Acetaminophen inhibits neuronal inflammation and protects neurons from oxidative stress.

Tripathy D, Grammas P - J Neuroinflammation (2009)

Cortical neurons (day 9) were pretreated with acetaminophen (0 – 500 μM) for 32 h. Cell survival was quantitated by MTT assay. The number of control cells, i.e. viable cells not exposed to any treatment, was defined as 100%. Data are mean ± SD from 3 separate experiments. **p < 0.01 vs. control; ***p < 0.001 vs. control.
© Copyright Policy - open-access
Related In: Results  -  Collection

License
Show All Figures
getmorefigures.php?uid=PMC2662814&req=5

Figure 1: Cortical neurons (day 9) were pretreated with acetaminophen (0 – 500 μM) for 32 h. Cell survival was quantitated by MTT assay. The number of control cells, i.e. viable cells not exposed to any treatment, was defined as 100%. Data are mean ± SD from 3 separate experiments. **p < 0.01 vs. control; ***p < 0.001 vs. control.
Mentions: Primary rat neuronal cultures were treated (32 h) with increasing concentrations of acetaminophen (0 – 500 μM) and cell viability assessed by MTT assay. Acetaminophen increased neuronal survival in a dose-dependent manner (Fig. 1). The increase in cell survival was demonstrable at 25 μM (p < 0.01) acetaminophen and highly significant at 50 to 300 μM (p < 0.001).

Bottom Line: Acetaminophen has pro-survival effects on neurons in culture.In addition, we document, for the first time, that acetaminophen increases expression of the anti-apoptotic protein Bcl2 in brain neurons and decreases the menadione-induced elevation of the proapoptotic protein, cleaved caspase 3.We show that blocking acetaminophen-induced expression of Bcl2 reduces the pro-survival effect of the drug.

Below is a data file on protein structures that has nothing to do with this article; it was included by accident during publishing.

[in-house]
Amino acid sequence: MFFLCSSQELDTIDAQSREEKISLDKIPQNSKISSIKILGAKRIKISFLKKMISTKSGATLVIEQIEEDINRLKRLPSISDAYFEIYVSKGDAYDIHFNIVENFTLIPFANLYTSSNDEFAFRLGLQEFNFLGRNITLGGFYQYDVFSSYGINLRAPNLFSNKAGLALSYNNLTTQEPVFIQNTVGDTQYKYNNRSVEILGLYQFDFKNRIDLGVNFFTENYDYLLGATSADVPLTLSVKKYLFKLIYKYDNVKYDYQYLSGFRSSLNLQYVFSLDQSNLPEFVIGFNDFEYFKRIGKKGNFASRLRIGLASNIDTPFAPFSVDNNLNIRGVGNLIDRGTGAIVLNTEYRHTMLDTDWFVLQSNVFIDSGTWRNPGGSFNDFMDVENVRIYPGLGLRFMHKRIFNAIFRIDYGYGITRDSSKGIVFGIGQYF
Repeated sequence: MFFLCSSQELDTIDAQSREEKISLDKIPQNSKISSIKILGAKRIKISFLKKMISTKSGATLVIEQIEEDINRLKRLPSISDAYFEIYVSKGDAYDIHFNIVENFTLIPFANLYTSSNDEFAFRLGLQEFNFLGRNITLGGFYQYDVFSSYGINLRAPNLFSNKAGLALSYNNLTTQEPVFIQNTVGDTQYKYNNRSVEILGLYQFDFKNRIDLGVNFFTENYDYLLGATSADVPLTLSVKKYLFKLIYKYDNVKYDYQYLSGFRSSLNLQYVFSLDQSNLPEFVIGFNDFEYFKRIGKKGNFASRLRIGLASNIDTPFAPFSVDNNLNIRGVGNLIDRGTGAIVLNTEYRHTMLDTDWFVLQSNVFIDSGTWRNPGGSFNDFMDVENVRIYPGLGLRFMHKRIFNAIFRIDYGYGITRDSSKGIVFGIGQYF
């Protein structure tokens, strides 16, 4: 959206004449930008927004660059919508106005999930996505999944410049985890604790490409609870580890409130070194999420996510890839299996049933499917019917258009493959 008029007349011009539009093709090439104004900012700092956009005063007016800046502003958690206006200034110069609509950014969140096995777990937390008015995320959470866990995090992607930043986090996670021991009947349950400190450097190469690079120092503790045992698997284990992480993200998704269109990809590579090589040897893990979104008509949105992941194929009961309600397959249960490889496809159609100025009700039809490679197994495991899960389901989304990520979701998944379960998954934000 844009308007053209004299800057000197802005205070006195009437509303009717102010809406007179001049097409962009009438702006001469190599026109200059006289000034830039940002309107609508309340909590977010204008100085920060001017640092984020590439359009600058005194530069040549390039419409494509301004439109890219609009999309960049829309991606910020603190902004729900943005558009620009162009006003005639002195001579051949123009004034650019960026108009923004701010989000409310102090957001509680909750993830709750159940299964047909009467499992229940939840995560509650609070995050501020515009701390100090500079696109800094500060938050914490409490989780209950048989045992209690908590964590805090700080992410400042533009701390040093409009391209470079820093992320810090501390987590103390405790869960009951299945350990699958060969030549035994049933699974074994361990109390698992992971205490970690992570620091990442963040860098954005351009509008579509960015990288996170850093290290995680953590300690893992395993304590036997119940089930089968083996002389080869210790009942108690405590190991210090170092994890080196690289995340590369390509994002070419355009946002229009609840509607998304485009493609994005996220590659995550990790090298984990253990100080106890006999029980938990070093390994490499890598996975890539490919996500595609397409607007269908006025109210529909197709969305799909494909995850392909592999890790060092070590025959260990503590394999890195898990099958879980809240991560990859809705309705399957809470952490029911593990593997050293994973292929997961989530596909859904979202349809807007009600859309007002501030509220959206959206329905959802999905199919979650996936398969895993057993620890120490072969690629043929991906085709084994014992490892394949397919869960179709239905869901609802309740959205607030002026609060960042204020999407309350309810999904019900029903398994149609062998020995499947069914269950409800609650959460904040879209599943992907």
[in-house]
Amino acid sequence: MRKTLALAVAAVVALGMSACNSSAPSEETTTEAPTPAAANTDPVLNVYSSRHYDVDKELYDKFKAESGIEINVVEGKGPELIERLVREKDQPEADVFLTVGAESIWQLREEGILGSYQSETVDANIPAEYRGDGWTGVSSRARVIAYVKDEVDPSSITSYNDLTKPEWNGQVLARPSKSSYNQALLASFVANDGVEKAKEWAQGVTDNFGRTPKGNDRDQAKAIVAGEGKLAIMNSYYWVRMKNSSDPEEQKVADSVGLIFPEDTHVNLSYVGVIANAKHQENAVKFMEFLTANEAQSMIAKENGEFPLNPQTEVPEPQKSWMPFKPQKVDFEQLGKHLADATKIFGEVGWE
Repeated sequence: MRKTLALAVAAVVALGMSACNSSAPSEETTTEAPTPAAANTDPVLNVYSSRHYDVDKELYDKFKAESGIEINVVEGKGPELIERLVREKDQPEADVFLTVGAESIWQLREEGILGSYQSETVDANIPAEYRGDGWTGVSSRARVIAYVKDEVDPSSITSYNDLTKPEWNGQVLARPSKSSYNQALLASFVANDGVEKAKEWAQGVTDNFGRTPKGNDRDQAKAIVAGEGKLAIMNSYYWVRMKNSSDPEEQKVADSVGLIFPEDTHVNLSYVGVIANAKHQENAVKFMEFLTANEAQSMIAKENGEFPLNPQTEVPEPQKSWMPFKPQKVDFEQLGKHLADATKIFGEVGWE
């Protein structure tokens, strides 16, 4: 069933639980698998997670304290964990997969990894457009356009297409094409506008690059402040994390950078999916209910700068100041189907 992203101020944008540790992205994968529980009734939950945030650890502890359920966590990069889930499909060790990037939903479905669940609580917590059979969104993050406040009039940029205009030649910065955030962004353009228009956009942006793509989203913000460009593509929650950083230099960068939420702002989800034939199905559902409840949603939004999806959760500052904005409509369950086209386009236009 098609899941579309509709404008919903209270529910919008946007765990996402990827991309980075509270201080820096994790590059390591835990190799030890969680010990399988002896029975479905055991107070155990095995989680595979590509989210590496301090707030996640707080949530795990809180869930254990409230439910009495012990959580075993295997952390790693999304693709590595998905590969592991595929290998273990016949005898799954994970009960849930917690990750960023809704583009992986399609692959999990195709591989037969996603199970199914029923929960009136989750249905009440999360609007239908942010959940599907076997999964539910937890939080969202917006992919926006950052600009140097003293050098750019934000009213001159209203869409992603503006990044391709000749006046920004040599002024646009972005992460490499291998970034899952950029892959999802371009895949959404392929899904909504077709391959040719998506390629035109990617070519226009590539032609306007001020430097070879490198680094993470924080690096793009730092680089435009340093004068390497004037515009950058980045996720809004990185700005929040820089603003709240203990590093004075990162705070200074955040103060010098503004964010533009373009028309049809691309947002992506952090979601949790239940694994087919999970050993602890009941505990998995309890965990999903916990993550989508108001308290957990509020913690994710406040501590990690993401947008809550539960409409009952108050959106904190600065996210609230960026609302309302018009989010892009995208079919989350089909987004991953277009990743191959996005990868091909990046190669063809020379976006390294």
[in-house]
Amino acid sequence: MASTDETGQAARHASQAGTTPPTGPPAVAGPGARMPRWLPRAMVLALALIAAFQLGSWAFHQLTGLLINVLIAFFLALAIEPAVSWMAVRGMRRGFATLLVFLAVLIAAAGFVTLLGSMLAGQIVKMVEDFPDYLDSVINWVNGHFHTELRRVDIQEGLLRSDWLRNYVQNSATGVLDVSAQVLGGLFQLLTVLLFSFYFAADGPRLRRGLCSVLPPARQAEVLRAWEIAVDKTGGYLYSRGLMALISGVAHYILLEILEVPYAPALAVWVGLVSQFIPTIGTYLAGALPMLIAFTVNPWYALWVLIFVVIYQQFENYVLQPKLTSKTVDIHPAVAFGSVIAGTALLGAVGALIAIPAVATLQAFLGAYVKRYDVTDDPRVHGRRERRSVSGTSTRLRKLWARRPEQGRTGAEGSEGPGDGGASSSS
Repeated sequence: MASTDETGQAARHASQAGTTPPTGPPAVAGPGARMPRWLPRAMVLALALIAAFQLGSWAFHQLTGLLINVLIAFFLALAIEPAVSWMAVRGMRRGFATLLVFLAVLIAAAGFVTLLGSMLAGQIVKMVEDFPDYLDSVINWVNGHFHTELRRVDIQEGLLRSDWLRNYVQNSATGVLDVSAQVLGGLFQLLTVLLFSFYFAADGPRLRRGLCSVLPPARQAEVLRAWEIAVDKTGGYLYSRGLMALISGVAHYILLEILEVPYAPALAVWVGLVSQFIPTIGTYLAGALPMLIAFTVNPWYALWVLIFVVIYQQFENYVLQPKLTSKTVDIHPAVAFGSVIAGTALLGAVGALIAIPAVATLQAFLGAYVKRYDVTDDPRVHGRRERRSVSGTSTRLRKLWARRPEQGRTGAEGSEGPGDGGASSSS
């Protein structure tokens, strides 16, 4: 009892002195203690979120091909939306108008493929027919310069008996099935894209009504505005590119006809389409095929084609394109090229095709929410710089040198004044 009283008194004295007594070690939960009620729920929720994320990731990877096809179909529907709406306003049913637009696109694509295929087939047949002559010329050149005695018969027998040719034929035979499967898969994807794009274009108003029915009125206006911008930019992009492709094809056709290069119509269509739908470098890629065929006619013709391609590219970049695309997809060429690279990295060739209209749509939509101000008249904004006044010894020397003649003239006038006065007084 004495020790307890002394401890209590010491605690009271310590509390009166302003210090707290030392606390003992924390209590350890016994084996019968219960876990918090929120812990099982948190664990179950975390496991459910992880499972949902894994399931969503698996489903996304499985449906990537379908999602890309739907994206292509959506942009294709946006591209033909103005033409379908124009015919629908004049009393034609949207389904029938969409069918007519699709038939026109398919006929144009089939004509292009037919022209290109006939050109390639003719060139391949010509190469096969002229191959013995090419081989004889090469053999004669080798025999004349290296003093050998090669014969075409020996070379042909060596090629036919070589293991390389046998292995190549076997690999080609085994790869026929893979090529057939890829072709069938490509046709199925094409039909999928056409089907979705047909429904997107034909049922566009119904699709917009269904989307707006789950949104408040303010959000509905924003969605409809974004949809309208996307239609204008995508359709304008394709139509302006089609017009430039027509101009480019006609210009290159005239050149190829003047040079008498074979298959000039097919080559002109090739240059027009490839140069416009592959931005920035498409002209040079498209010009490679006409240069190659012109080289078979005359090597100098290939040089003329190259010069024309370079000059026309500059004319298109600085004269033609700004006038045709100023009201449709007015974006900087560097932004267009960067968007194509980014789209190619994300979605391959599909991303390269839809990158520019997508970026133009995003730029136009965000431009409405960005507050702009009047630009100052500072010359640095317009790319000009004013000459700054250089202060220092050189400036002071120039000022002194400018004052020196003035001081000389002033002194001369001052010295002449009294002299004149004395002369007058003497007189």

View Article: PubMed Central - HTML - PubMed

Affiliation: Garrison Institute on Aging, Department of Neurology, Texas Tech University Health Sciences Center, Lubbock, Texas, USA. debjani.tripathy@ttuhsc.edu

ABSTRACT

Background: Recent studies have demonstrated a link between the inflammatory response, increased cytokine formation, and neurodegeneration in the brain. The beneficial effects of anti-inflammatory drugs in neurodegenerative diseases, such as Alzheimer's disease (AD), have been documented. Increasing evidence suggests that acetaminophen has unappreciated anti-oxidant and anti-inflammatory properties. The objectives of this study are to determine the effects of acetaminophen on cultured brain neuronal survival and inflammatory factor expression when exposed to oxidative stress.

Methods: Cerebral cortical cultured neurons are pretreated with acetaminophen and then exposed to the superoxide-generating compound menadione (5 microM). Cell survival is assessed by MTT assay and inflammatory protein (tumor necrosis factor alpha, interleukin-1, macrophage inflammatory protein alpha, and RANTES) release quantitated by ELISA. Expression of pro- and anti-apoptotic proteins is assessed by western blots.

Results: Acetaminophen has pro-survival effects on neurons in culture. Menadione, a superoxide releasing oxidant stressor, causes a significant (p < 0.001) increase in neuronal cell death as well as in the release of tumor necrosis factor alpha, interleukin-1, macrophage inflammatory protein alpha, and RANTES from cultured neurons. Pretreatment of neuronal cultures with acetaminophen (50 microM) increases neuronal cell survival and inhibits the expression of these cytokines and chemokines. In addition, we document, for the first time, that acetaminophen increases expression of the anti-apoptotic protein Bcl2 in brain neurons and decreases the menadione-induced elevation of the proapoptotic protein, cleaved caspase 3. We show that blocking acetaminophen-induced expression of Bcl2 reduces the pro-survival effect of the drug.

Conclusion: These data show that acetaminophen has anti-oxidant and anti-inflammatory effects on neurons and suggest a heretofore unappreciated therapeutic potential for this drug in neurodegenerative diseases such as AD that are characterized by oxidant and inflammatory stress.

Show MeSH
Related in: MedlinePlus